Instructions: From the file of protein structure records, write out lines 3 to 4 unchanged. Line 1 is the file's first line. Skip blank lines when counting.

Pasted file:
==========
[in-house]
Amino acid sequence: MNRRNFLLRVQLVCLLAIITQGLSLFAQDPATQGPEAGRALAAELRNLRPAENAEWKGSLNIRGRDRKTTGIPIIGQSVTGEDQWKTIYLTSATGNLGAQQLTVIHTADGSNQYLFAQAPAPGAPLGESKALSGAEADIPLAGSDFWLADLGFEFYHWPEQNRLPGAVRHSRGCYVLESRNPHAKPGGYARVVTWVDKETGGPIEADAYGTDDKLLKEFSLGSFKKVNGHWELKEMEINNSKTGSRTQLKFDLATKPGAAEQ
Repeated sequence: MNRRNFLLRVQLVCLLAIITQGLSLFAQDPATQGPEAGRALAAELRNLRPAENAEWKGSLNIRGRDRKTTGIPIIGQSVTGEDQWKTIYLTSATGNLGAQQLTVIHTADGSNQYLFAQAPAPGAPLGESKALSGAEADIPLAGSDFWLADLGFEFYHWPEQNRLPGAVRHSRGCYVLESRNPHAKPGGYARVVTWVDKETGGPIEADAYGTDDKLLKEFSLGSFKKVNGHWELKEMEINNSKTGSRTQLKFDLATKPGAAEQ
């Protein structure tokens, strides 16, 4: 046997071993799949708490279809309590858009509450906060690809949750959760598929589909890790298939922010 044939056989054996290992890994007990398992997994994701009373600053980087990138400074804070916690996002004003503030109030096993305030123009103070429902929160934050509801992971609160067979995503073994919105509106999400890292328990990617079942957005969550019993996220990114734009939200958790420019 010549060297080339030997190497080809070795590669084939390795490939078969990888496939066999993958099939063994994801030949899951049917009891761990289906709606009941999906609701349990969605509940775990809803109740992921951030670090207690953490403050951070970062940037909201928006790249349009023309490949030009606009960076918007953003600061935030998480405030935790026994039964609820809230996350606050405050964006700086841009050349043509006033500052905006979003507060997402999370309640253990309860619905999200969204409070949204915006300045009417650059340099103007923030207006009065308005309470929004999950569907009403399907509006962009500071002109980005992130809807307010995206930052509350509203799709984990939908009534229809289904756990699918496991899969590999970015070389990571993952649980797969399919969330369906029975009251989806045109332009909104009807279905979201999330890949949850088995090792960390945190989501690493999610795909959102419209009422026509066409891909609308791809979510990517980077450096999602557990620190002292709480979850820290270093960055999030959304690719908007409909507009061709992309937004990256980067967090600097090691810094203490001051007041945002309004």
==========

Repeated sequence: MNRRNFLLRVQLVCLLAIITQGLSLFAQDPATQGPEAGRALAAELRNLRPAENAEWKGSLNIRGRDRKTTGIPIIGQSVTGEDQWKTIYLTSATGNLGAQQLTVIHTADGSNQYLFAQAPAPGAPLGESKALSGAEADIPLAGSDFWLADLGFEFYHWPEQNRLPGAVRHSRGCYVLESRNPHAKPGGYARVVTWVDKETGGPIEADAYGTDDKLLKEFSLGSFKKVNGHWELKEMEINNSKTGSRTQLKFDLATKPGAAEQ
């Protein structure tokens, strides 16, 4: 046997071993799949708490279809309590858009509450906060690809949750959760598929589909890790298939922010 044939056989054996290992890994007990398992997994994701009373600053980087990138400074804070916690996002004003503030109030096993305030123009103070429902929160934050509801992971609160067979995503073994919105509106999400890292328990990617079942957005969550019993996220990114734009939200958790420019 010549060297080339030997190497080809070795590669084939390795490939078969990888496939066999993958099939063994994801030949899951049917009891761990289906709606009941999906609701349990969605509940775990809803109740992921951030670090207690953490403050951070970062940037909201928006790249349009023309490949030009606009960076918007953003600061935030998480405030935790026994039964609820809230996350606050405050964006700086841009050349043509006033500052905006979003507060997402999370309640253990309860619905999200969204409070949204915006300045009417650059340099103007923030207006009065308005309470929004999950569907009403399907509006962009500071002109980005992130809807307010995206930052509350509203799709984990939908009534229809289904756990699918496991899969590999970015070389990571993952649980797969399919969330369906029975009251989806045109332009909104009807279905979201999330890949949850088995090792960390945190989501690493999610795909959102419209009422026509066409891909609308791809979510990517980077450096999602557990620190002292709480979850820290270093960055999030959304690719908007409909507009061709992309937004990256980067967090600097090691810094203490001051007041945002309004």